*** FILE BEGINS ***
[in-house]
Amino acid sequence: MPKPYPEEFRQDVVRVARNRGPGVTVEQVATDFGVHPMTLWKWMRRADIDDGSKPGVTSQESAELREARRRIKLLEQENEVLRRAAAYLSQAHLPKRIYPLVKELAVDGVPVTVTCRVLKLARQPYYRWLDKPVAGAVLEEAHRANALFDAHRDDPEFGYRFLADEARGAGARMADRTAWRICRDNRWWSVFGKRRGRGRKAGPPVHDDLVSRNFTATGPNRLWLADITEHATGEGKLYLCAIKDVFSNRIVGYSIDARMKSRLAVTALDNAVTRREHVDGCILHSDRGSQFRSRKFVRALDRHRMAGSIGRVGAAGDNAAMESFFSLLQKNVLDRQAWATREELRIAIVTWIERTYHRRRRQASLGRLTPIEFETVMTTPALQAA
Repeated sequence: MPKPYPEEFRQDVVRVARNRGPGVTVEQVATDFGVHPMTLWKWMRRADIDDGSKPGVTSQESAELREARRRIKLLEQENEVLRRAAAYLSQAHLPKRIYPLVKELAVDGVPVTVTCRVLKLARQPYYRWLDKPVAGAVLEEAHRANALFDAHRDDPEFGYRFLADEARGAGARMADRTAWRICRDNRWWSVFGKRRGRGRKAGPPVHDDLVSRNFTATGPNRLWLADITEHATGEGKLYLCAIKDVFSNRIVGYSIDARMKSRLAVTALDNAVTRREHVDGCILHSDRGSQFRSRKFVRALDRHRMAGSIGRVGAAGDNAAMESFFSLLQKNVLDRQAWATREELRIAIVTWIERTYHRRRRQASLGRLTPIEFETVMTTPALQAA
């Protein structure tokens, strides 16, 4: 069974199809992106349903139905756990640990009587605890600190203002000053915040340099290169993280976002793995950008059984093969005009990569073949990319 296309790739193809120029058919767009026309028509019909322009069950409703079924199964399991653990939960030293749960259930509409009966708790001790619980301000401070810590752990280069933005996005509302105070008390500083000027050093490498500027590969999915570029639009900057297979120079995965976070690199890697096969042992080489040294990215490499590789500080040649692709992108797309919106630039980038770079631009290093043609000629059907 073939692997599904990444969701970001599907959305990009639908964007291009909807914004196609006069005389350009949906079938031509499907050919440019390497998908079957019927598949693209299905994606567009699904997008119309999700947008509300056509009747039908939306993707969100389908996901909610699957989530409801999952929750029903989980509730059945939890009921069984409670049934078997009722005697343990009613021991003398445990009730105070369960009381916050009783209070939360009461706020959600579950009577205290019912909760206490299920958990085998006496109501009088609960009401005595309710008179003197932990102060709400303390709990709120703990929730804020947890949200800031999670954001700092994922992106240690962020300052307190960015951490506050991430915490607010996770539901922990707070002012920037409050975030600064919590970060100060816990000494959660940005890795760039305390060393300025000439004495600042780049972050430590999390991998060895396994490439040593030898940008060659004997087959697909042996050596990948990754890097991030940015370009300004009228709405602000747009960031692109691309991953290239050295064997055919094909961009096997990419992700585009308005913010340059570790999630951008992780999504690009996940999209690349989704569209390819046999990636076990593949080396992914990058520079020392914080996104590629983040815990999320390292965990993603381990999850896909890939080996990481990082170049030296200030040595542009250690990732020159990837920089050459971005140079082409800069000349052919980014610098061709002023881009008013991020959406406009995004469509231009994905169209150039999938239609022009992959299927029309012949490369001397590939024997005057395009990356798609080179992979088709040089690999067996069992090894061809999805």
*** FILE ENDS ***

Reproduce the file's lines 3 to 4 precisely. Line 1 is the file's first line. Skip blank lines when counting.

Repeated sequence: MPKPYPEEFRQDVVRVARNRGPGVTVEQVATDFGVHPMTLWKWMRRADIDDGSKPGVTSQESAELREARRRIKLLEQENEVLRRAAAYLSQAHLPKRIYPLVKELAVDGVPVTVTCRVLKLARQPYYRWLDKPVAGAVLEEAHRANALFDAHRDDPEFGYRFLADEARGAGARMADRTAWRICRDNRWWSVFGKRRGRGRKAGPPVHDDLVSRNFTATGPNRLWLADITEHATGEGKLYLCAIKDVFSNRIVGYSIDARMKSRLAVTALDNAVTRREHVDGCILHSDRGSQFRSRKFVRALDRHRMAGSIGRVGAAGDNAAMESFFSLLQKNVLDRQAWATREELRIAIVTWIERTYHRRRRQASLGRLTPIEFETVMTTPALQAA
């Protein structure tokens, strides 16, 4: 069974199809992106349903139905756990640990009587605890600190203002000053915040340099290169993280976002793995950008059984093969005009990569073949990319 296309790739193809120029058919767009026309028509019909322009069950409703079924199964399991653990939960030293749960259930509409009966708790001790619980301000401070810590752990280069933005996005509302105070008390500083000027050093490498500027590969999915570029639009900057297979120079995965976070690199890697096969042992080489040294990215490499590789500080040649692709992108797309919106630039980038770079631009290093043609000629059907 073939692997599904990444969701970001599907959305990009639908964007291009909807914004196609006069005389350009949906079938031509499907050919440019390497998908079957019927598949693209299905994606567009699904997008119309999700947008509300056509009747039908939306993707969100389908996901909610699957989530409801999952929750029903989980509730059945939890009921069984409670049934078997009722005697343990009613021991003398445990009730105070369960009381916050009783209070939360009461706020959600579950009577205290019912909760206490299920958990085998006496109501009088609960009401005595309710008179003197932990102060709400303390709990709120703990929730804020947890949200800031999670954001700092994922992106240690962020300052307190960015951490506050991430915490607010996770539901922990707070002012920037409050975030600064919590970060100060816990000494959660940005890795760039305390060393300025000439004495600042780049972050430590999390991998060895396994490439040593030898940008060659004997087959697909042996050596990948990754890097991030940015370009300004009228709405602000747009960031692109691309991953290239050295064997055919094909961009096997990419992700585009308005913010340059570790999630951008992780999504690009996940999209690349989704569209390819046999990636076990593949080396992914990058520079020392914080996104590629983040815990999320390292965990993603381990999850896909890939080996990481990082170049030296200030040595542009250690990732020159990837920089050459971005140079082409800069000349052919980014610098061709002023881009008013991020959406406009995004469509231009994905169209150039999938239609022009992959299927029309012949490369001397590939024997005057395009990356798609080179992979088709040089690999067996069992090894061809999805």